IN RE: The CARROLL COUNTY 2012 TAX SALE. Twin Lakes Regional Sewer District, Appellant–Intervenor, v. Steven E. Hruska, Virginia Hanna, and Equity Trust CompanyFBO # 80677, Appellees–Petitioners, Carroll County, Indiana, by and through the Carroll County Auditor, Appellee–Respondent.
The primary issue in this case is whether the trial court erred in interpreting Indiana Code section 13–26–14–4, which prohibits real property from being sold at a tax sale when the only lien against the property was for unpaid sewer bills. The appellees-petitioners Steven Hruska, Virginia Hanna, and Equity Trust Company (collectively, the petitioners) successfully petitioned the trial court to have their respective properties removed from the county tax sale list when it was determined that unpaid sewage bills were the only liens on the parcels.
The appellant-intervenor, Twin Lakes Regional Sewer District (TLRSD), appeals that determination, alleging that the trial court misinterpreted the provisions of Indiana Code section 13–26–14–4 regarding the removal of the properties from the tax sale list. We conclude that the trial court properly determined that the statute prohibits foreclosure on the property at a tax sale when an unpaid sewer bill is the only lien that exists on the property. Thus, we affirm the judgment of the trial court.
TLRSD is a regional sewer district that services areas in Carroll and White counties. The petitioners own properties in Carroll County that are served by TLRSD's sewers. When those property owners did not pay their sewer bills, TLRSD perfected liens against the properties and certified those liens to the Carroll County Auditor for collection with the property tax bill. Apparently, payments had been made to the Treasurer of Carroll County, and the Treasurer credited those payments entirely to property taxes that had accrued against the property, thus leaving the sewer liens unpaid.
On August 28, 2012, the Treasurer and Auditor of Carroll County filed a joint application for a judgment and order of sale in the Carroll Circuit Court, together with their joint affidavit. The application for the judgment and sale requested that the trial court order judgment against the listed properties as a result of unpaid property taxes and special assessments. The application also requested that the properties be sold to satisfy obligations for unpaid property taxes and special assessments.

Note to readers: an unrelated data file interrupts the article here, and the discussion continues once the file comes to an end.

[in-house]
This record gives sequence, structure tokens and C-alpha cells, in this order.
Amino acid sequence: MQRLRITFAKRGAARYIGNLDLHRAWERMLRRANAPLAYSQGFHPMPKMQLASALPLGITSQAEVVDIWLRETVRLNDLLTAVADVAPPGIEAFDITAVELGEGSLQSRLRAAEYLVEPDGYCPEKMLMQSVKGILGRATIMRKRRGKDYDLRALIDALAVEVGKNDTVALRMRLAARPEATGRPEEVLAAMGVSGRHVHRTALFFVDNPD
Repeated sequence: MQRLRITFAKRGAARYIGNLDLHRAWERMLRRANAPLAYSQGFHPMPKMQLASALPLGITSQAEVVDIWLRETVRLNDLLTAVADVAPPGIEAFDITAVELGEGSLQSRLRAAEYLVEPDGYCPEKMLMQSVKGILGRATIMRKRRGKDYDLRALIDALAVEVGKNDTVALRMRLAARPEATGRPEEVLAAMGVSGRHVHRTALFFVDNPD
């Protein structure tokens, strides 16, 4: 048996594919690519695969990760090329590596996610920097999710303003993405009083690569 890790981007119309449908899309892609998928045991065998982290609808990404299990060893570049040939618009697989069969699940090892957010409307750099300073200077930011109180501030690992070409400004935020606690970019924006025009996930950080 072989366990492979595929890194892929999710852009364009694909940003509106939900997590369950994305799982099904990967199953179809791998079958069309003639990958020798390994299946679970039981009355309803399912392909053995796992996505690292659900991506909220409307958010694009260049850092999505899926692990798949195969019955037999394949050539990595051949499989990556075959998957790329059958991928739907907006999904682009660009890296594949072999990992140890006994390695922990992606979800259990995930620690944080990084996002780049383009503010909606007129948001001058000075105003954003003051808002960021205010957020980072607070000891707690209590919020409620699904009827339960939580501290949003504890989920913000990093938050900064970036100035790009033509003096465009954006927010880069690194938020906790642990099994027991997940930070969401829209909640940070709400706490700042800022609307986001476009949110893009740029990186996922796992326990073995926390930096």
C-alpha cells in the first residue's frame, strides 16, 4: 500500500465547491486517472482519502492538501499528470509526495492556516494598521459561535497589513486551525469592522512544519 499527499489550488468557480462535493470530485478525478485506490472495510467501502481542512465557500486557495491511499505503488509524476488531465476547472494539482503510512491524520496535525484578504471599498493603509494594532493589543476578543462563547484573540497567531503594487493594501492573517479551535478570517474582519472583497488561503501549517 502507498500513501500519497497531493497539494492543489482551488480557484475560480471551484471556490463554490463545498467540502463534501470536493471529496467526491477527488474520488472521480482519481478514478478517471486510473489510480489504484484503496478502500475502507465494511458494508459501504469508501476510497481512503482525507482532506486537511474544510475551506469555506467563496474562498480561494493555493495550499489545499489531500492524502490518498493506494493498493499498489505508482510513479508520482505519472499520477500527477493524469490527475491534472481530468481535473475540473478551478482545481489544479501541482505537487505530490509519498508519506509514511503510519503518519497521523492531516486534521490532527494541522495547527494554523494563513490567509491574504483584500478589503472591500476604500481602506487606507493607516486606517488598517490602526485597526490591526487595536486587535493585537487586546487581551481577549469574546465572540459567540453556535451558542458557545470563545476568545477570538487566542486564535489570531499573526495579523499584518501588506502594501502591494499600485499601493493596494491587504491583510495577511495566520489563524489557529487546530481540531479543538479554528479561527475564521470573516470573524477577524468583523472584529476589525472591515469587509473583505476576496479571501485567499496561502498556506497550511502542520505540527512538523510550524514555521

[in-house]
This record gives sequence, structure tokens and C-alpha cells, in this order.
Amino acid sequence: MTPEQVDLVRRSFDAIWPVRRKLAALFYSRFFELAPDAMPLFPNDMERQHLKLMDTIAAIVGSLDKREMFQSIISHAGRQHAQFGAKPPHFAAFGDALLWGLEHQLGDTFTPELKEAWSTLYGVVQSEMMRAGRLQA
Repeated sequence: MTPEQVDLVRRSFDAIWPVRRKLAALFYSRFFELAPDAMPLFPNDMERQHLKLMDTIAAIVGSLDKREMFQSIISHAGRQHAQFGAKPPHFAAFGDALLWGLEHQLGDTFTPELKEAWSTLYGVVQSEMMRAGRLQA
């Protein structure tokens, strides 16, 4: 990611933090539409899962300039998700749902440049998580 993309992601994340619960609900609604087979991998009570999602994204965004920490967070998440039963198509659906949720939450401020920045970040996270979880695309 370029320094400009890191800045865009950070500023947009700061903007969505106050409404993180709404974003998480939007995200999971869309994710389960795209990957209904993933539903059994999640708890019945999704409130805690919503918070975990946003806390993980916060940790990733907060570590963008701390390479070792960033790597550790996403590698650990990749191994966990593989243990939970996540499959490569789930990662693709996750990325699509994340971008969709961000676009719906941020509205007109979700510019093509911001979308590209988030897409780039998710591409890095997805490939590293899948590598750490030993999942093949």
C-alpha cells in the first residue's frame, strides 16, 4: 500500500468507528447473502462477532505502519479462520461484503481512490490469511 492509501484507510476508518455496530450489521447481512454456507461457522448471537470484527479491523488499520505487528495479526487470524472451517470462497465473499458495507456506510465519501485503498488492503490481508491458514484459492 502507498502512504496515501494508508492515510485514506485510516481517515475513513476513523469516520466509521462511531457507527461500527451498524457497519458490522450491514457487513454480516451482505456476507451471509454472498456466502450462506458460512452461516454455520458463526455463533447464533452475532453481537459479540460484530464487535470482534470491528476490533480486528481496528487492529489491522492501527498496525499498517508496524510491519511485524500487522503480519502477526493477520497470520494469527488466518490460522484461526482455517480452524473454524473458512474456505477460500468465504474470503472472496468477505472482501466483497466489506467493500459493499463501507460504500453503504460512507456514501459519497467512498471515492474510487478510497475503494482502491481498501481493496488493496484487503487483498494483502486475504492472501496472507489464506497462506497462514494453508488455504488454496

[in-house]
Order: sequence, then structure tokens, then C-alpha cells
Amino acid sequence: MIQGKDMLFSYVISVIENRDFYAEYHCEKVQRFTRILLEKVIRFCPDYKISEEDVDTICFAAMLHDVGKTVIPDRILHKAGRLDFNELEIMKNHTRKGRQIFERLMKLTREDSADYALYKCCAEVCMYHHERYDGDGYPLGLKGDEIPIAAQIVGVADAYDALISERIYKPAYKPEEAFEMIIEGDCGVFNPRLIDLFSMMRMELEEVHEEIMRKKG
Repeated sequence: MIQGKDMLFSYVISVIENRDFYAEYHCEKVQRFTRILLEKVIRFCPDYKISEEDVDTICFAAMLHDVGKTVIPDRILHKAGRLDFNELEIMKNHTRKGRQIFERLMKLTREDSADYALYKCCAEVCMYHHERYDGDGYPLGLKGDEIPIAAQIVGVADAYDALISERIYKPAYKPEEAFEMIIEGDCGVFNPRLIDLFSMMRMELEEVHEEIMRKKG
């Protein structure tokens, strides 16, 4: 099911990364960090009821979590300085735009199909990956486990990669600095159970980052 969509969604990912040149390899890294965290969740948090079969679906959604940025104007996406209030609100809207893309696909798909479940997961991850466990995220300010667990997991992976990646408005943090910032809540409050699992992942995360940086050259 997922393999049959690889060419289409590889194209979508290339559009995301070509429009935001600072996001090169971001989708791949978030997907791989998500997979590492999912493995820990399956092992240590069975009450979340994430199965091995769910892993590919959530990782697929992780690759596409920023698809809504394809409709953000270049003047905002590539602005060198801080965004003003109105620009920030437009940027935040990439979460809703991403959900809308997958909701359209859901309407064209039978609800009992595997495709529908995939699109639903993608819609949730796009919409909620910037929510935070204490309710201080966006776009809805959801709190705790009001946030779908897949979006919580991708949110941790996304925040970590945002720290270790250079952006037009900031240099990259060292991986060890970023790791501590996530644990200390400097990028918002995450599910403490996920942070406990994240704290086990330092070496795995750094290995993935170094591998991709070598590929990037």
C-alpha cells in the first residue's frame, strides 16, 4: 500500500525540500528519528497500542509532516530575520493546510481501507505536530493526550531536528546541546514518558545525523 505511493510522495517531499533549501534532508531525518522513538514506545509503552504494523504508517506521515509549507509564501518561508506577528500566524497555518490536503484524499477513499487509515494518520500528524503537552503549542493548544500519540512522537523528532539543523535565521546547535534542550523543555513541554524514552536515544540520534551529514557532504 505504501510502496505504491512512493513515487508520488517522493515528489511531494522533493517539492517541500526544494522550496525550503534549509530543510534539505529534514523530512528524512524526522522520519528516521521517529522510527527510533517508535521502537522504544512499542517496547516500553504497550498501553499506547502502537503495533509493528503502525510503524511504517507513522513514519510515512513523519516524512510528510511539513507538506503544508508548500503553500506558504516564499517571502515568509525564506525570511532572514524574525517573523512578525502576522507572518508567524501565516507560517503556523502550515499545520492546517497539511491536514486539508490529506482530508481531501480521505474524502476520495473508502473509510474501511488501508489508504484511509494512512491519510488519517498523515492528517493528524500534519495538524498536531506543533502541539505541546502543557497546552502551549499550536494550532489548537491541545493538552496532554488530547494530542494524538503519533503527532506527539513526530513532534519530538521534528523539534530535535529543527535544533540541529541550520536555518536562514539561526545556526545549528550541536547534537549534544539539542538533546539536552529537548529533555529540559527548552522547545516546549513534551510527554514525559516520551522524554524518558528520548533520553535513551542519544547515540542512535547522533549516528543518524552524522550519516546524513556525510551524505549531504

The application averred that notice had been sent to the petitioners at least twenty-one days before the judgment application was filed. Both the application and affidavit identified the properties that the petitioners owned as being subject to sale for unpaid property taxes and assessments.
On August 29, 2012, the trial court entered a judgment and order of sale, directing the sale of the properties to satisfy the payment of taxes and special assessments. Thereafter, in September 2012, Hanna and Hruska filed letters with the trial court, stating that TLRSD's liens against their properties were the sole liens against those properties. The letters stated that because TLRSD's liens were the only liens that existed on the properties, the land could not be sold at a tax sale. In support of that proposition, the petitioners cited Indiana Code section 13–26–14–4, which provides in part that
rates, fees, or charges made, assessed, or established by the district are a lien, ․ for municipal sewage works, on a lot, parcel of land, or building that is connected with or uses the works of the district․ A lien under this chapter that is the only lien on a property may not be foreclosed. 2
On September 7, 2012, a petition to remove the parcels from a tax sale was filed by Zachary Dague as a beneficiary of the Equity Trust Company. Dague's petition requested that the trust property be removed from the tax sale based on claims that the property had been purchased at a tax sale and TLRSD's sewer liens against the property were invalid. The petition apparently was sent to the Carroll County Auditor and Treasurer.
Although none of the three requests for relief from the tax sale were served on TLRSD, the trial court entered orders on September 10, 2012, as to the Hanna and Hruska properties. These orders recited Hanna's and Hruska's contention that TLRSD's sewer liens were the sole liens against the properties and, therefore, those properties should be removed from the tax sale that was scheduled for September 14, 2012.
The trial court determined that while a sewer lien existed on the properties, Indiana Code section 13–26–14–4 prohibits foreclosure if that is the only type of lien on the property. The trial court's order also provided that if the Auditor believed that other liens existed against the Hanna or Hruska properties, TLRSD could request a hearing.